Alistair McGowan, photograph by Chris Dunlop, courtesy of Sony Music Entertainment UK Limited

Alistair McGowan at the Barnes Music Festival

The impressionist and comedian tells us about his switch to classical musician

Alistair McGowan may be best known for his hugely popular impressions of the likes of David Beckham and Prince Charles, but the stand-up comic is also now an accomplished classical musician. At age 49 he took up the piano and after only four years playing earnestly he released Alistair McGowan; The Piano Album. A Barnes resident for almost 20 years, Alistair says he owes his musical success to Barnes Music Festival; where he first performed to the public and where he returns on 12 March alongside revered pianist Lucy Parham.

Tell us about this year’s show

In Reverie – The Life and Loves of Claude Debussy, Lucy has taken the composer’s letters and their own words and interwoven them with the music. This year is a little more straightforward for me as I am performing the words. They are such enjoyable shows to do not least because I get to listen to Lucy Parham playing fabulous music for free right in my ear. But learning more about the composer and trying to feel a bit of their spirit enter me as I perform their words is a real honour.

What does Barnes Music Festival mean to you?

It’s nerve-racking performing on your doorstep but it’s such a great event. I owe my whole CD and so much of my musical development to Barnes Music Festival really. Daniel Turner, who used to run the festival, heard about my ambition to do a show about Erik Satie and told me to come and perform it at the festival. There is so much talk about inspiring youngsters, which of course is very important, but the festival is what really gave me a goal. When I performed Erik Satie at the festival somebody from Sony Classical was in the audience and said why don’t we do an album.

Have you always played?

I played piano when I was seven or eight but I really didn’t like it. I didn’t respond to it and think I got to Grade Two and gave up. I was a sportsman at heart so went off and played endless sports throughout my youth.

I’ve always loved listening to classical music though. Then I remember being at university and seeing people who could play and thinking I wish I could do that. I played a bit in my 30s but my TV career took off and I had no time to practice. Four years ago, age 49, I met a pianist who said it was never too late to learn. I had always assumed that if you haven’t learned as a child and played all your life you just couldn’t do it. I was really amazed at how much progress was possible with dedication and good teaching. On average I now play two hours a day, sometimes more, occasionally less, but I feel deprived and itchy if I don’t – it’s become an absolute obsession.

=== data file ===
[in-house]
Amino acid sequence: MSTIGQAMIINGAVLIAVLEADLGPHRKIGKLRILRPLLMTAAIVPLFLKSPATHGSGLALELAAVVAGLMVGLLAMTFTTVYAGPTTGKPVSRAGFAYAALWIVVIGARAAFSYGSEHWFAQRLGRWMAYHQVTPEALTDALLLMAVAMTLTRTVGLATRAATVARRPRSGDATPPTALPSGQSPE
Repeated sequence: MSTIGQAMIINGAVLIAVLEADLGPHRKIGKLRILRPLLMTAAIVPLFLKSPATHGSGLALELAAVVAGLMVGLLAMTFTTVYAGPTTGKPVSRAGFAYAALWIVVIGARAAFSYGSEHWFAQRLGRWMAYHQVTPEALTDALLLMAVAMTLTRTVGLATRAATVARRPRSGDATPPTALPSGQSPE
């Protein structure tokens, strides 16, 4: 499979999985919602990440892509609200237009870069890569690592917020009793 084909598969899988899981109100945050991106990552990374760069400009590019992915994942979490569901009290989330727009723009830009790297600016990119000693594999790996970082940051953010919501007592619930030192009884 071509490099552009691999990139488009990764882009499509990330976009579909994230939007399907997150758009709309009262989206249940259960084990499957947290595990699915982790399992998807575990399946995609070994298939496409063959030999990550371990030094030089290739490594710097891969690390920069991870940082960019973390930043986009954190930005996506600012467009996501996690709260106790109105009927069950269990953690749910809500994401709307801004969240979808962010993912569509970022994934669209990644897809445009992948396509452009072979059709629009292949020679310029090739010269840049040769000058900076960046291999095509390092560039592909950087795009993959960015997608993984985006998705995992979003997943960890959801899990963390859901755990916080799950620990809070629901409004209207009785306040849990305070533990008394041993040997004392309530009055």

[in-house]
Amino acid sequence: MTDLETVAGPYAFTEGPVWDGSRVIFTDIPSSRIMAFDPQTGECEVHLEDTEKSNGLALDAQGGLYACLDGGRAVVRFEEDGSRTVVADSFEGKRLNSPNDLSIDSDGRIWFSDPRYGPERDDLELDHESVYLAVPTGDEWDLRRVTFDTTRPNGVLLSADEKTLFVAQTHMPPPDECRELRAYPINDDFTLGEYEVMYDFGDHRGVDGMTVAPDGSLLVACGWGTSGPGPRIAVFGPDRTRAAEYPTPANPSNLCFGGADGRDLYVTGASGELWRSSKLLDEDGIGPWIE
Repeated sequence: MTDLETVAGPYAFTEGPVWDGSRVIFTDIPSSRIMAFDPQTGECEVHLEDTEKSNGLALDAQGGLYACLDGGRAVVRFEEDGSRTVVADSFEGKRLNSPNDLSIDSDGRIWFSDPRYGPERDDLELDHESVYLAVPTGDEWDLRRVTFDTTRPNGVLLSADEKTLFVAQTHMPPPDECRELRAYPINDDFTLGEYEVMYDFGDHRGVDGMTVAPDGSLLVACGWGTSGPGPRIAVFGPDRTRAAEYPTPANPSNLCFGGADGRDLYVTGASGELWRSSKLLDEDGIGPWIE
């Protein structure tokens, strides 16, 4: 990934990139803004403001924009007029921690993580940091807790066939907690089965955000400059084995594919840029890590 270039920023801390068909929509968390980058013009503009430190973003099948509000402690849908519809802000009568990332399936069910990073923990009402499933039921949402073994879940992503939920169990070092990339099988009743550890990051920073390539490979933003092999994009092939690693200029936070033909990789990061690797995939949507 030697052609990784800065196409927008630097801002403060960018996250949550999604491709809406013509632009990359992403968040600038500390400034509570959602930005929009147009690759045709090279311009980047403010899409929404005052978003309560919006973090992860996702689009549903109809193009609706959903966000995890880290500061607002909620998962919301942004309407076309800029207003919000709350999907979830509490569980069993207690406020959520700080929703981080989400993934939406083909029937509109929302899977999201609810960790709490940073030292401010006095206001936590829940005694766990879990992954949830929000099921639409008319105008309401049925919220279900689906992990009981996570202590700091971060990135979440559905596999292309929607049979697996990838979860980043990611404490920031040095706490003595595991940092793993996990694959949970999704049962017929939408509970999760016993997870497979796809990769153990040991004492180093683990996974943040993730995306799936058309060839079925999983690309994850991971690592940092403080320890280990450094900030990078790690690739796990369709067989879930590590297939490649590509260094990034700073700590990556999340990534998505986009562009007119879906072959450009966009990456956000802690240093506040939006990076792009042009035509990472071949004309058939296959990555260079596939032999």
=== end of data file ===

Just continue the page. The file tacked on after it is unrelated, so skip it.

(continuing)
Are you touring this year?

This spring I’m performing Introductions to Classical Piano and my Erik Satie show at different venues around the country. Both shows premiered at the Barnes Music Festival in previous years so I do owe them so much.

In Introductions to Classical Piano I play around 14 pieces of music including Debussy, Gershwin, Satie, and I talk a little bit about each composer– an interesting fact or a funny story and I frequently go into a joke from my stand-up act or an impression. So I’ll be talking about how Debussy was labelled an impressionist as a musician – but could he do Jacob Rees-Mogg, I ask [cue the classic uncanny impression].

I think that a lot of musicians today want to try and make classical music more attainable and more interesting. I still go to concerts today that are very dry and full of long pieces and even if a pianist does introduce something they’re often quite nervy. I suppose I think, well, I can’t play as well as they can but I do think this is a way of introducing people to the music and making a concert more of an event.

Some people may say that this is no way to present classical music but if they do then I’m quite pleased because this is a different way of presenting it and I think that’s really important.

I owe the whole CD and so much of my musical development to Barnes Music Festival

Do you get more nervous playing piano?

Yes, definitely. In fact Barnes Music Festival was the first time I’d really played in front of a lot of people and asked them to pay for the ‘privilege’ of doing so. I was so nervous I remember lying on my bedroom floor at 7 o’clock the night of the performance and I just couldn’t calm down. Fortunately my wife has lots of those lavender bags around the house and got me to inhale and it made my whole body relax. Ever since then whenever I do one of my shows I take a little bag of lavender with me.

Why are local cultural events important?

I think anything local is immensely important. I mean even just for environmental reasons so people don’t have to get in a car and drive somewhere. It gets young people involved but there are also a lot of older people who just want to be able to walk to a local venue and see something of quality and to walk back and feel relatively safe and not far from home. Barnes is very good for that throughout the year.

Alistair McGowan – The Piano Album – available now on Sony Classical